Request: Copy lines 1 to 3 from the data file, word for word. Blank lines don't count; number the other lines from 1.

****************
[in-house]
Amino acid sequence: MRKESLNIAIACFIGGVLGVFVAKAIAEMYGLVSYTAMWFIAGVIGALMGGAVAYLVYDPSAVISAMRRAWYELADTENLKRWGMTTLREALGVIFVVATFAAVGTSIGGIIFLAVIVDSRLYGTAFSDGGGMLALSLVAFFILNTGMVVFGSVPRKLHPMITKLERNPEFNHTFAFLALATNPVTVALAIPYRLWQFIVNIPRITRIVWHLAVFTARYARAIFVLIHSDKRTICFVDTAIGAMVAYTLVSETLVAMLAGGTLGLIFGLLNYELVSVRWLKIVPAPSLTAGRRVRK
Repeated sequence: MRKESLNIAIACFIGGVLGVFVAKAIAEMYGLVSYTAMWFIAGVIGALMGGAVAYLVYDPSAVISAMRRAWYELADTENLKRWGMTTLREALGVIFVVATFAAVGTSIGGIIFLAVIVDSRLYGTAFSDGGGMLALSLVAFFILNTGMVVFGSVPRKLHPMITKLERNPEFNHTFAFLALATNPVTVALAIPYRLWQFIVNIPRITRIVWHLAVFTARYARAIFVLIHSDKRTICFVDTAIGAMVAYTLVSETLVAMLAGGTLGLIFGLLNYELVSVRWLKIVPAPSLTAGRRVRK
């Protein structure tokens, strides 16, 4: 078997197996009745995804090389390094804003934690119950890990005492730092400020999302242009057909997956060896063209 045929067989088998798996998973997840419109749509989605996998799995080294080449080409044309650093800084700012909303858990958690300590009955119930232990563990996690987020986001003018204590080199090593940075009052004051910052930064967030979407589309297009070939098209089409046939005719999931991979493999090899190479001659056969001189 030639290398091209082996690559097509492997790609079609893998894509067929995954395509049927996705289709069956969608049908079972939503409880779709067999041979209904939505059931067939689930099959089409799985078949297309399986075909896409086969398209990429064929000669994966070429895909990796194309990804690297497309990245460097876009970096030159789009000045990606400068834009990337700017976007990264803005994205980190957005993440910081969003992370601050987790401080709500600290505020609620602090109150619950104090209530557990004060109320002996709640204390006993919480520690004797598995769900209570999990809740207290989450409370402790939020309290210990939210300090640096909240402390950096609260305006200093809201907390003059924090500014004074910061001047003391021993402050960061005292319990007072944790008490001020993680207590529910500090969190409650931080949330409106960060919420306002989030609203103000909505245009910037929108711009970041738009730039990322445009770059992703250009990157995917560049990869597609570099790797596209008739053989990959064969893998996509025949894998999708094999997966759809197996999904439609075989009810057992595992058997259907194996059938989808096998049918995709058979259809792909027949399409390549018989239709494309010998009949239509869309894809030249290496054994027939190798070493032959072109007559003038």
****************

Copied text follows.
[in-house]
Amino acid sequence: MRKESLNIAIACFIGGVLGVFVAKAIAEMYGLVSYTAMWFIAGVIGALMGGAVAYLVYDPSAVISAMRRAWYELADTENLKRWGMTTLREALGVIFVVATFAAVGTSIGGIIFLAVIVDSRLYGTAFSDGGGMLALSLVAFFILNTGMVVFGSVPRKLHPMITKLERNPEFNHTFAFLALATNPVTVALAIPYRLWQFIVNIPRITRIVWHLAVFTARYARAIFVLIHSDKRTICFVDTAIGAMVAYTLVSETLVAMLAGGTLGLIFGLLNYELVSVRWLKIVPAPSLTAGRRVRK
Repeated sequence: MRKESLNIAIACFIGGVLGVFVAKAIAEMYGLVSYTAMWFIAGVIGALMGGAVAYLVYDPSAVISAMRRAWYELADTENLKRWGMTTLREALGVIFVVATFAAVGTSIGGIIFLAVIVDSRLYGTAFSDGGGMLALSLVAFFILNTGMVVFGSVPRKLHPMITKLERNPEFNHTFAFLALATNPVTVALAIPYRLWQFIVNIPRITRIVWHLAVFTARYARAIFVLIHSDKRTICFVDTAIGAMVAYTLVSETLVAMLAGGTLGLIFGLLNYELVSVRWLKIVPAPSLTAGRRVRK